In LaMar, the plea negotiations extended over more than a two-week period, with the state under the impression there would be a guilty plea.Summary of this case from State v. Taylor
December 18, 1974.
APPEAL FROM POLK DISTRICT COURT, A.M. CRITELLI, J.
Robert A. Wynn, Des Moines, for appellant.
Richard C. Turner, Atty. Gen., Nancy J. Shimanek, Asst. Atty. Gen., and Ray A. Fenton, County Atty., for appellee.
Submitted to MOORE, C.J., and LeGRAND, REES, HARRIS and McCORMICK, JJ.
Defendant appeals from conviction and sentence for the crime of robbery. His sole assigned error is that he was not tried within the sixty-day period mandated by Code section 795.2. As pertinent here, it provides: "If a defendant indicted for a public offense, whose trial has not been postponed upon his application, be not brought to trial within sixty days after the indictment is found, the court must order it to be dismissed, unless good cause to the contrary be shown. * * *."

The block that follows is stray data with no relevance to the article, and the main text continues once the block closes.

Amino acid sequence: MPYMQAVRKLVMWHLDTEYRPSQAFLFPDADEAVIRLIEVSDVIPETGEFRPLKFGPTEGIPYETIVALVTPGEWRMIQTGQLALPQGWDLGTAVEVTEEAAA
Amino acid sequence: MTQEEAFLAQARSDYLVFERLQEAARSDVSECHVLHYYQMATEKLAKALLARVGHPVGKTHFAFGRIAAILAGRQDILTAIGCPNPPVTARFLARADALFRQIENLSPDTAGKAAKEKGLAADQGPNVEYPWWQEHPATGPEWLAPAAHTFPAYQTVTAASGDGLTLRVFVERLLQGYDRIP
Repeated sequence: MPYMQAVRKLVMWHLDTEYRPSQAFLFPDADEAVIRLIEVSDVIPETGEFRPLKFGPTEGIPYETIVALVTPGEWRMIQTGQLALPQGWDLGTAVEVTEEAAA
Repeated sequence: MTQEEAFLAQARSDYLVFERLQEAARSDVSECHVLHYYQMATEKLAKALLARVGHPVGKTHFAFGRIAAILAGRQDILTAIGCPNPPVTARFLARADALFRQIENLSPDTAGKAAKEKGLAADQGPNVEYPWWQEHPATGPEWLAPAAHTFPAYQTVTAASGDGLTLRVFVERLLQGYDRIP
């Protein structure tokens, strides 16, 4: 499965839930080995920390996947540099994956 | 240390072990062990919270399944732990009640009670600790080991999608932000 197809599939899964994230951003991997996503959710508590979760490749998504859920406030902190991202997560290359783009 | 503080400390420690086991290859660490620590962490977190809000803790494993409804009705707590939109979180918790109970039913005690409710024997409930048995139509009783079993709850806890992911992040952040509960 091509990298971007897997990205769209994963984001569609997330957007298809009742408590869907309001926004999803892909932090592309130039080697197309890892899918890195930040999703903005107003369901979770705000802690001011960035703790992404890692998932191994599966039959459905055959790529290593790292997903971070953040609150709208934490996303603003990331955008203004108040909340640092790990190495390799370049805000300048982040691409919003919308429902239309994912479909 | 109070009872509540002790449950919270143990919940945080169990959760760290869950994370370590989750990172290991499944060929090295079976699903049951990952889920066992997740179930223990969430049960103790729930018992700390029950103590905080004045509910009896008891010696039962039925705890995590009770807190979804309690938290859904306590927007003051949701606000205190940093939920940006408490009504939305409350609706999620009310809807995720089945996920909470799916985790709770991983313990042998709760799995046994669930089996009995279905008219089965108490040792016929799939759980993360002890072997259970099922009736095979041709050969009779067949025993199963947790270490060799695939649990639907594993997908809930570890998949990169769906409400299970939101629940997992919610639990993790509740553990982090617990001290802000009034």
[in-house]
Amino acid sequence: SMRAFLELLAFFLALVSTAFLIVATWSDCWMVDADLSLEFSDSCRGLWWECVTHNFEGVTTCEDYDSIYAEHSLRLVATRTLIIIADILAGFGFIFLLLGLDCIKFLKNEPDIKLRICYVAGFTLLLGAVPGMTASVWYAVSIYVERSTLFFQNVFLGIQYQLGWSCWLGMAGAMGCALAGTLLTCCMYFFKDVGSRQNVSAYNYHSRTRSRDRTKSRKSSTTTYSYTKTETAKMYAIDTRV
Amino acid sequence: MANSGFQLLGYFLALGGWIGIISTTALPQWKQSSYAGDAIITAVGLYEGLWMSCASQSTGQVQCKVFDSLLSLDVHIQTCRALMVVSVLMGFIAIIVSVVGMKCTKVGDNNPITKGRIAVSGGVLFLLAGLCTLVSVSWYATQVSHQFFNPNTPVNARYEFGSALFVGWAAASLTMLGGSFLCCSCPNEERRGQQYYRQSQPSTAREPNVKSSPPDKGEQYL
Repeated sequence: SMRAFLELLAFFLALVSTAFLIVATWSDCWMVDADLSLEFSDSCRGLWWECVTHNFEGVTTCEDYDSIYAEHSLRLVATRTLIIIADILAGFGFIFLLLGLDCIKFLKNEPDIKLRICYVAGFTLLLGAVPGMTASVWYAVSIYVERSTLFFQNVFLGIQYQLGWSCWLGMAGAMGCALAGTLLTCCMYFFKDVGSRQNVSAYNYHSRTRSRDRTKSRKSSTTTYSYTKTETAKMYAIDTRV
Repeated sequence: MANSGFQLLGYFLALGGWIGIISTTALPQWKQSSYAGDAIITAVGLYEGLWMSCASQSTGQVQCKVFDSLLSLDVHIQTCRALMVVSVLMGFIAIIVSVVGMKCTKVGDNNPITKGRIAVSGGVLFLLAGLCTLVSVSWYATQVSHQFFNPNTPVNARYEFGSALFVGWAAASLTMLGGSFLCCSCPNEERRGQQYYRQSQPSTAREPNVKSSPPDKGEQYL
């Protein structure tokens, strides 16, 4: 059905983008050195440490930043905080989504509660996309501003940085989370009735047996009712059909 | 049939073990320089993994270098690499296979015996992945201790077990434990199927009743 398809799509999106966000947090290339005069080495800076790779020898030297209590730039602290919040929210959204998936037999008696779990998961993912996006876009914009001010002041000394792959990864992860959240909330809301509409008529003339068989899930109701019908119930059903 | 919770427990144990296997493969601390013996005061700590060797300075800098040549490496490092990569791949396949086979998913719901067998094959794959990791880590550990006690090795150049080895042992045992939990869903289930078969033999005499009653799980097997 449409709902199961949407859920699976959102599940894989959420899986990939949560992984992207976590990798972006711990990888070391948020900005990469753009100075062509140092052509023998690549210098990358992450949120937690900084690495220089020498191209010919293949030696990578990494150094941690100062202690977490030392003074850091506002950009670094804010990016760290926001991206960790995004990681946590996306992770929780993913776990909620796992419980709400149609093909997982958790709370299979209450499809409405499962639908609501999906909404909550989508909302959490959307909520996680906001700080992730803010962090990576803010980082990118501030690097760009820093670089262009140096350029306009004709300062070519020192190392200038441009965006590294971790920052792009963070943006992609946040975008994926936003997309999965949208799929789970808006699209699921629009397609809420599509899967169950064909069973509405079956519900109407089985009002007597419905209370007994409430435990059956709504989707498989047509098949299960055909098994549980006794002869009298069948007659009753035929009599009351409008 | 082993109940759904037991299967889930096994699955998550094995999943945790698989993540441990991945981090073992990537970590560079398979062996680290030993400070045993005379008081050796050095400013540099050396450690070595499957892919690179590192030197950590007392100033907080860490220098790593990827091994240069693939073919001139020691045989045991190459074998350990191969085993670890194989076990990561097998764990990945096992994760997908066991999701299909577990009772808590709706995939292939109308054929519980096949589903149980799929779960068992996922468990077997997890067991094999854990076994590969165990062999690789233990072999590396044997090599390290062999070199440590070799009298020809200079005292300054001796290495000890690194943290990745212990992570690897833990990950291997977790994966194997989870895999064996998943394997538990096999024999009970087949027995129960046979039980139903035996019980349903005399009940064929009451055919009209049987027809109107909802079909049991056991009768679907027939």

On November 1, 1973 defendant, Larry Lee LaMar, with his counsel, entered a plea of not guilty to the charge of robbery with aggravation. Judge Missildine at that time set trial for December 5, 1973. It later came to the court's attention a judicial conference had been called by this court for December 5, 6 and 7, 1973. Its purpose was for continued judicial education. Each member of the judiciary was directed to attend. Therefore the trial date was changed to December 12.
Trial was not held on December 12. On January 10, 1974 defendant's counsel filed a motion to dismiss pursuant to Code section 795.2. An evidentiary hearing thereon was held before Judge Critelli on January 11. On January 18, he filed detailed findings and conclusions and an order overruling defendant's motion. The court found the State had proved good cause based primarily on plea bargaining.